"You can find pictures anywhere.
It's simply a matter of noticing things and organizing them.
You just have to care about what's around you
and have a concern with humanity and the human comedy."
Before going to my first OPH (Old Person Helper) assignment yesterday I asked Sweetie if the division of labor was going to change. Actual "labor" being taken with a teeny spoonful of salt.
"Of course," my blue-eyed Type A husband responded. "I'll vacuum, dust, change the bed do the laundry and figure something out for dinner."
Good God that sounds like more than I do in a day. I told him I'd bring home a pizza. Four hours on the job after taxes would just about cover the cost of two pizzas.
I'm sworn to confidentiality so it's going to be hard to use my OPHing experience as fodder for my blog/great American novel. That said, if every job goes like the first, it might make for a prize winning America's Funniest Video. At the end of 2 hours, however, I'd stopped laughing and begun a slow to moderate burn.
The delightful news is that when I got home my Sweetie had, indeed, vacuumed and made the bed. The towels were folded and Sweetie sat in his chair, feet up looking like housework is a piece of cake. Until he tried standing. I noticed he had tweaked something. So easy to do when dancing with the vacuum cleaner like it's Ginger Rogers, or Fred Astaire as the case may be.
I took noticing to a whole new level today.
I noticed how easily words said in haste can hurt. And I noticed both sides get hurt when the words begin to fly. A good perspective for me to have, even after 2 years of being Dad-less.
I turned into my neighborhood and noticed this:
It's a good thing there wasn't a car behind me because I slammed on the brakes and made a quick U-turn. Seriously folks, how often to you see a lavender tree? And one that looks like the entrance to candy land is just too darn yummy to pass up. The lady who owns the house where the tree is resting assured me that her son won't leave it there long. I don't know, maybe there is some neighborhood association regulation against lavender trees. If it were me, I think I'd paint the rest of my fence to match it - or maybe add Styrofoam balls on the top of the posts to look like lollipops.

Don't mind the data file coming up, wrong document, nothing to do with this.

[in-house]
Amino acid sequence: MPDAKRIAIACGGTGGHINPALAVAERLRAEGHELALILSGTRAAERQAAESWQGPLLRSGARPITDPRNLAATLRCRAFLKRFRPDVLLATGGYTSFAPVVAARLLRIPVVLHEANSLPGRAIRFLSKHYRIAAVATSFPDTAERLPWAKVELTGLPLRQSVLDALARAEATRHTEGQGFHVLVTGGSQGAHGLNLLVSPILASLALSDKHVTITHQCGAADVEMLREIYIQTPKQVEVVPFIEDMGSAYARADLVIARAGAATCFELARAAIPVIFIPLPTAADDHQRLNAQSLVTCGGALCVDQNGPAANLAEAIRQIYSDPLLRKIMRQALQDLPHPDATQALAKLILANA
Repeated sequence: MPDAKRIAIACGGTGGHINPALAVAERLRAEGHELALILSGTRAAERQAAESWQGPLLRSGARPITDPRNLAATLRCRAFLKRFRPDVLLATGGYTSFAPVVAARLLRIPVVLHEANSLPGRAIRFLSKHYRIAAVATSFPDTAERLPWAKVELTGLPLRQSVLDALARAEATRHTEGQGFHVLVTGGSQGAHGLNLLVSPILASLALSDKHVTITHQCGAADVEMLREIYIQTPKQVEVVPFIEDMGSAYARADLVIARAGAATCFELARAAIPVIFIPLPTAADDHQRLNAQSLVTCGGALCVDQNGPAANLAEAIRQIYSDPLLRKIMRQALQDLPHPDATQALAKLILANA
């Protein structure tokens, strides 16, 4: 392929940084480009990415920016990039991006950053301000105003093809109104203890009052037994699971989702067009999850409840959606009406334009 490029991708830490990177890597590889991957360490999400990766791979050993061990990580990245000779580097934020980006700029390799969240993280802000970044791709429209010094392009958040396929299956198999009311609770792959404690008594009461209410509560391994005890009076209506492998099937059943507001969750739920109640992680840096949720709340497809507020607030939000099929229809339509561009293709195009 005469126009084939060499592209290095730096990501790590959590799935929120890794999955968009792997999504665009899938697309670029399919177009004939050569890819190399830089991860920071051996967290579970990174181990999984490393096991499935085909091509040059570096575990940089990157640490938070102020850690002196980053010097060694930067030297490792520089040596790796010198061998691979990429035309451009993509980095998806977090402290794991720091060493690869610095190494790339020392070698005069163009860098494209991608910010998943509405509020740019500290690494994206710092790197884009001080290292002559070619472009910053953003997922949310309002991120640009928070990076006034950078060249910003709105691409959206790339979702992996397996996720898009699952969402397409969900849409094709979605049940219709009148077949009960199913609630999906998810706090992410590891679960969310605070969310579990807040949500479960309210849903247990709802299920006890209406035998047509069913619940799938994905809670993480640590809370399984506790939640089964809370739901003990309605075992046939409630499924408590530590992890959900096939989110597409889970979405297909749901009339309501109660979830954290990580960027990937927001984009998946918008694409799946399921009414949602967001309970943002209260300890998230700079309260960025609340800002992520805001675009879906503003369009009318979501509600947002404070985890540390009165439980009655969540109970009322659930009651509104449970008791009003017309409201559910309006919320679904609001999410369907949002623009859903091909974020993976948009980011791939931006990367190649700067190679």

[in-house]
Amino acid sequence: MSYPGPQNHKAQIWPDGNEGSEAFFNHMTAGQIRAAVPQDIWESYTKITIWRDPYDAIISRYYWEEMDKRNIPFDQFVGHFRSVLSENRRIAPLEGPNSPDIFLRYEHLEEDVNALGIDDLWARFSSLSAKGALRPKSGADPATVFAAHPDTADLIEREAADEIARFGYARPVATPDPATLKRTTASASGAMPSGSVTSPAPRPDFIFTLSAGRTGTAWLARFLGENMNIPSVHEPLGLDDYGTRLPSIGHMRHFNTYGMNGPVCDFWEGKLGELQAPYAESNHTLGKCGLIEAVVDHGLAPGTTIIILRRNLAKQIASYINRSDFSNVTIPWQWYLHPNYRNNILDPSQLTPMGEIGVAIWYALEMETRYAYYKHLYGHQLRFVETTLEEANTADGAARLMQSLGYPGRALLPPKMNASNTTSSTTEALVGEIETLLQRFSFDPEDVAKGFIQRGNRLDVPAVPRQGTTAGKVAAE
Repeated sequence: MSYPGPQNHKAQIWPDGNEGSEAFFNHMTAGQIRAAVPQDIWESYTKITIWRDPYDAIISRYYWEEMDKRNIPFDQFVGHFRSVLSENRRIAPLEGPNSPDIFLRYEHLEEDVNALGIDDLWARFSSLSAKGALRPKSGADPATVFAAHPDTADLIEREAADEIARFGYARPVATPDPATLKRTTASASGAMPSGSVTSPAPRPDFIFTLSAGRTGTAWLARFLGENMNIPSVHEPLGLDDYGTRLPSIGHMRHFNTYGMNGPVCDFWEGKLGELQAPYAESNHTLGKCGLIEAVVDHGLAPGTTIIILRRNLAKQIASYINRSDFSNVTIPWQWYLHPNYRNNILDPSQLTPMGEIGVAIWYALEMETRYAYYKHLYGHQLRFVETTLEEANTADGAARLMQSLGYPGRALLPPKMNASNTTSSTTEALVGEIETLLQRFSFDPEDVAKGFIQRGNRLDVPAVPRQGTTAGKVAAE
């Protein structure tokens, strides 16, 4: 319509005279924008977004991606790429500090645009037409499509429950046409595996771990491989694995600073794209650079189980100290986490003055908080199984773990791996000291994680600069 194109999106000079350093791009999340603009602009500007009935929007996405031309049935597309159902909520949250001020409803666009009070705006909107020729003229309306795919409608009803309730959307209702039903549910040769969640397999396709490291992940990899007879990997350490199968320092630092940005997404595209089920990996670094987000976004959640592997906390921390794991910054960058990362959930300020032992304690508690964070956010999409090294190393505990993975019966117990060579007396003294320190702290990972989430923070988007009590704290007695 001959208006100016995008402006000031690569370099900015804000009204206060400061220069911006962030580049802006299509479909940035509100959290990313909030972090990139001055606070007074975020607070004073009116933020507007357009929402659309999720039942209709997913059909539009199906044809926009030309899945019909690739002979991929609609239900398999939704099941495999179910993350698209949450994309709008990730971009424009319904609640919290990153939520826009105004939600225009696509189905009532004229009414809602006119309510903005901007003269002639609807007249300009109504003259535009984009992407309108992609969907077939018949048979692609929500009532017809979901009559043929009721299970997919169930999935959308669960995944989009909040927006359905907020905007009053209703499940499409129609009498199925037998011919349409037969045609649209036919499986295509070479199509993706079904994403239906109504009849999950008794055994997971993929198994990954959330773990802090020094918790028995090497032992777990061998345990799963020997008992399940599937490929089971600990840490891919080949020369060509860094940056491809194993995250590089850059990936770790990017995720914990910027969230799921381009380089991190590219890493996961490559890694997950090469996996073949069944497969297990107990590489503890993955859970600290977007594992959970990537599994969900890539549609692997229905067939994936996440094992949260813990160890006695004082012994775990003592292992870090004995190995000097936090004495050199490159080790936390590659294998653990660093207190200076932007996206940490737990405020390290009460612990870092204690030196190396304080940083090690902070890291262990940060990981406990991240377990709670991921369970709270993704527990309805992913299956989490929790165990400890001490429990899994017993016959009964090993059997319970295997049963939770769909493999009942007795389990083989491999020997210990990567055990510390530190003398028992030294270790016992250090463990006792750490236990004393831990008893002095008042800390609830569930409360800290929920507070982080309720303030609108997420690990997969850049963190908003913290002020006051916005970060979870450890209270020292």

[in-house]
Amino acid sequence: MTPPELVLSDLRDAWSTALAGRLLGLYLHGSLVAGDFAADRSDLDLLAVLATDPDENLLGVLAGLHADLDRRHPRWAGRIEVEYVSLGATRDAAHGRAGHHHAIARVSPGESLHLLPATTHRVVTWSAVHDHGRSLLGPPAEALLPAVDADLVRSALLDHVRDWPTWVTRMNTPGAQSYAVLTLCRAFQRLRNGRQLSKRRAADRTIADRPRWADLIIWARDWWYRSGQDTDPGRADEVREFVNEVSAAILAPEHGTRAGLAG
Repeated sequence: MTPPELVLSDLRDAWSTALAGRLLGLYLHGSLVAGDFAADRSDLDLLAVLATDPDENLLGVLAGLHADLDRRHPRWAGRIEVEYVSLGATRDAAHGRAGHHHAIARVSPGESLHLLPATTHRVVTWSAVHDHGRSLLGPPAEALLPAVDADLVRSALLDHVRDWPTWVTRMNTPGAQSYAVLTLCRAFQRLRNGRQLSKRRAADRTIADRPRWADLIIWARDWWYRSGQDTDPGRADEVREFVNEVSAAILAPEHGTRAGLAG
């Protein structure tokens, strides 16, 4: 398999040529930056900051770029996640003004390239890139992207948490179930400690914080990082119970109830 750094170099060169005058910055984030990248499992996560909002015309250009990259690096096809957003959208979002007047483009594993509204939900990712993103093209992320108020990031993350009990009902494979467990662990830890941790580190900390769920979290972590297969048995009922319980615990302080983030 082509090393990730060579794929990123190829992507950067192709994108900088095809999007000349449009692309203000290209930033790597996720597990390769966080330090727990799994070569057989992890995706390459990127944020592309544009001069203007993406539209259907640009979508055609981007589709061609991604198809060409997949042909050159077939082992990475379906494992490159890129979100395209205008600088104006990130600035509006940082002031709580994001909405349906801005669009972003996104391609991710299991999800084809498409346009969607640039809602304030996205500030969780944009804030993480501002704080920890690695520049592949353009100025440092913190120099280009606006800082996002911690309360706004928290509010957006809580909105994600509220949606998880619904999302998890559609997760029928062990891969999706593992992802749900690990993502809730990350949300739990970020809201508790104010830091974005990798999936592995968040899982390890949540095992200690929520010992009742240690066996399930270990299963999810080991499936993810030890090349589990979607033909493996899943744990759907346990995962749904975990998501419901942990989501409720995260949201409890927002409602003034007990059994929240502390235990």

I swear seeing that tree made my day. Little Me squealed with joy.
When I arrived home, Mr. Clean was at it again. A bottle of orange oil appeared to be half-gone. Most every flat surface in the house (except for my piles which Sweetie is smart enough not to touch) possessed a dust free sheen. All the CD's were out of the cabinet which glistened inside and out. The fireplace bricks were about to be cleaned in a way they hadn't experienced since my mom was still in charge of cleaning.
I grabbed a dust cloth and began to help. It took a few turns around the room, before I began to notice a few subtle differences. My pig collection had been moved. Close to having a tizzy I looked up. There sat all my "happy"pigs, looking quite pleased to have a new view.
And my angels had been rearranged. The plants moved to the living room.
The Amish built fireplace my father loved was no longer in front of the real fireplace that we're too afraid to use because of the critter nests that surely clog the chimney.
Oh my, it's like a treasure hunt around here! I kind of like it. At the same time, I'm a little worried what's going to become of my laundry basket full of flannel. I think my sewing table should have a NO TRESPASSING sign on it, don't you?
Here's wishing you an orange-scented dust-free house,